Canna Corner puts the spark in Ganja tourism
Jamaican ganja took its official place at Reggae Sumfest with Canna Corner, a designated area attracting thousands of visitors, both local and international, even the police, an indication that the demand for ganja-infused tourism experiences remains tremendous.
This is the second major Jamaican music festival to incorporate state-sanctioned ganja experiences into its offerings, the first being Rebel Salute, which established its Herb Curb three years ago.
Canna Corner was organised as a project of the Rastafari and Grassroots Ganja Association (RAGGA), a cluster of organisations whose aim is to, among other things, protect the ganja-related rights of Rastafari people and grassroots communities through educational and training programmes, collective representation for better industry standards and inclusiveness, as well as technical and administrative assistance.
For president and chairman of Cannacure and one of the founders of RAGGA, Eaton O. Evans, Canna Corner cemented the synergy between the festival, Jamaican ganja and reggae music, which has its groundings in the Rastafarian faith.
“It was good; it was superb. It was actually more than we were expecting. The patrons of Sumfest were pleased with what they saw. It’s something I would say differentiated Sumfest this year. Because this type of vibe is always present inside of the reggae festivals or shows. But, in this organised fashion and my people coming together, it was marvelous,” Evans told Hospitality Jamaica on Saturday night at the Catherine Hall in Montego Bay.
“Canna Corner is important because a symbiotic relationship is being forged between herb and the music. Most Jamaican reggae artistes, they push the ganja on a different level, calling for the freeing of the herb. So, collaboration on something like this was needed, and, if you see how Reggae Sumfest is being advertised, it has a Rastaman doing musical vibrations as its logo. So it is a coming home; us meeting at home, basically,” he said.
The response from the tourists and Jamaicans, Evans said, was heartening, adding that with its medicinal cannabis offerings, Canna Corner also provided a boost to the Jamaican wellness agenda through its vegan food offerings and natural beauty products; and ganja tourism, which still remains largely untapped.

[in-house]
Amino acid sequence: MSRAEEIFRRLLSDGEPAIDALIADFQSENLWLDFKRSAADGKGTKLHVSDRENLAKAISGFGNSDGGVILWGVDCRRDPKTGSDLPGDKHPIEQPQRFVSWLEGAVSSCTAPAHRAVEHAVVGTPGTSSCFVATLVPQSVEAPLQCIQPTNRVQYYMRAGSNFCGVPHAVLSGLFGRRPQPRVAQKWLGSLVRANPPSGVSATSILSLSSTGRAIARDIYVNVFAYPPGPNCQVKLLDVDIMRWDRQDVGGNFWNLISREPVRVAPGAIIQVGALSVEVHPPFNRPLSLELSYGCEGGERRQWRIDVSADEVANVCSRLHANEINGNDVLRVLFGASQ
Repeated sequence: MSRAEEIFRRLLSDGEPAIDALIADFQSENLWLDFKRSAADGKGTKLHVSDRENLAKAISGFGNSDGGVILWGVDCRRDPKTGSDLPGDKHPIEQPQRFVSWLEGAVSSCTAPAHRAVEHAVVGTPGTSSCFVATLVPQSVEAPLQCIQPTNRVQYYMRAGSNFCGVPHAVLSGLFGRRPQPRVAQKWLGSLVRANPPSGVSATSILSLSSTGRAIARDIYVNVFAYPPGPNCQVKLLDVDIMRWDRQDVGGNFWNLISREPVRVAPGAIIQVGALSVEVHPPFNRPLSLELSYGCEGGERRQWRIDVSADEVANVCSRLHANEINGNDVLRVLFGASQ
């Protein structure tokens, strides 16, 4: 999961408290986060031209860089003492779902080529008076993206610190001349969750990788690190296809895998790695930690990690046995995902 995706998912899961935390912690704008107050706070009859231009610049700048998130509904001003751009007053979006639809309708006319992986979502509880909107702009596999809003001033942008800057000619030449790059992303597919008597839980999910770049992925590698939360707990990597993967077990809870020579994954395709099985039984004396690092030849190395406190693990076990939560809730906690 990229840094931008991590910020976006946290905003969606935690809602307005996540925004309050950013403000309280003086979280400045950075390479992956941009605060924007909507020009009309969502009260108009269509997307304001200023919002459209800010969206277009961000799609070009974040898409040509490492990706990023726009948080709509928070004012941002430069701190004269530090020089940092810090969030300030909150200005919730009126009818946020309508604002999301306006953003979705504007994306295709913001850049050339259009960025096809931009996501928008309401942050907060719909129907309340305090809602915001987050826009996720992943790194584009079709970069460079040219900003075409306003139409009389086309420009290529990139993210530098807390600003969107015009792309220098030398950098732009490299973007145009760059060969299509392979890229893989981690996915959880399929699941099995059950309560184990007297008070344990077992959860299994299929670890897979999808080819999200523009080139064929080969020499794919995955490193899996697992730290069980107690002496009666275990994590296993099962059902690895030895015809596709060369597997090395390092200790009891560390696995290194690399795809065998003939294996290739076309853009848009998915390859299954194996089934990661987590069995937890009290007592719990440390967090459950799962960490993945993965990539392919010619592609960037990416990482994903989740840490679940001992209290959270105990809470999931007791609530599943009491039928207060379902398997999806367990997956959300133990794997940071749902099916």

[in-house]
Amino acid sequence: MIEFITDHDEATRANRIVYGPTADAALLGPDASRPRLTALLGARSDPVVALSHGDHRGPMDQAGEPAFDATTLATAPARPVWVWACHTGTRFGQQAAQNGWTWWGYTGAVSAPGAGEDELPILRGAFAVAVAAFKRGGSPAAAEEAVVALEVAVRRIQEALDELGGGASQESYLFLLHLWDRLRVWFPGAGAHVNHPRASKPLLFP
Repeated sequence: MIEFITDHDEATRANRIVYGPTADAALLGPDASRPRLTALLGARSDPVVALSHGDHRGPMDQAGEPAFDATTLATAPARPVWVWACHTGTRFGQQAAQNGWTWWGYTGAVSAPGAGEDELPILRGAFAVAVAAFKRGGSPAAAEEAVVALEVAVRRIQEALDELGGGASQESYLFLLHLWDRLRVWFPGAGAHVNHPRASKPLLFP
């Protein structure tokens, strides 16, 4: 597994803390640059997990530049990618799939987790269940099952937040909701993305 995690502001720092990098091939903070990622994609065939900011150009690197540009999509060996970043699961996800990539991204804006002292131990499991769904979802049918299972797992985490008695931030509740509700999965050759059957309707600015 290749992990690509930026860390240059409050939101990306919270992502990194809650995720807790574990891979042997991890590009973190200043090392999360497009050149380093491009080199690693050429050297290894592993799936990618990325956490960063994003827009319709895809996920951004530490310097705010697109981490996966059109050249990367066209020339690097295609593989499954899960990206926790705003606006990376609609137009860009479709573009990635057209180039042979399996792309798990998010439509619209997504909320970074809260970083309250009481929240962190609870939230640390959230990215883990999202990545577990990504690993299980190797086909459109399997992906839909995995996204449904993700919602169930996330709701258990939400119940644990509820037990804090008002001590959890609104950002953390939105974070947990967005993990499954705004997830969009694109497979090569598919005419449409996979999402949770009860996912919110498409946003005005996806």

“It was also a great experience for the overseas visitors. Some of these people were already exposed to those types of displays, because they are from California, Colorado, different places in Canada, and these places are big cannabis dealers. But for some of them it is the first they are seeing stuff like this. When we showed the cannabis plants, they wanted to take pictures. It is the first time many were seeing an actual cannabis plant,” he added.
“Some of them said they wished they could just stay in Jamaica, because this (ganja) is what they want,” he said.
According to an article published in The New York Times earlier this month, titled ‘Cannabis tourism is on the rise’, ganja experiences are “totally hot in Colorado and emerging in others like California, which have “rolled out the green carpet for tourists and entrepreneurs are organising marijuana-infused experiences, including painting classes, bus tours and food classes”. Ganja tourism is regarded as a multibillion-dollar industry.
The RAGGA organization obtained a special exemption from the Government under the Sacramental Rights and so members of the organisation were not able to sell ganja in the village, but were only able to accept monetary contributions.
Ras Negus of Rastafari Root House sees the Canna Corner as redemption for the weed and a furtherance of the push towards full legalisation.
“We give thanks, because we are on a mission with ganja to get Rastafari full freedom and full rights in all operations of the ganja business. We give thanks that this has happened right here in Montego Bay,” he said.
Lorinel ‘Ras Picky-Picky’ Simmonds told Hospitality Jamaica that he was grateful that ganja was being embraced in the very city where one of its natives, Mario Deane, was arrested and later lost his life due to possession of a ganja spliff.
“I want to say thanks to Mr Bogdanovich for allowing us this privilege so we could be here at Sumfest. We do appreciate it and we are looking forward for it to be better. Regretfully, a youth, Mario Deane, lost his life over what we are here trying to promote today,” he said.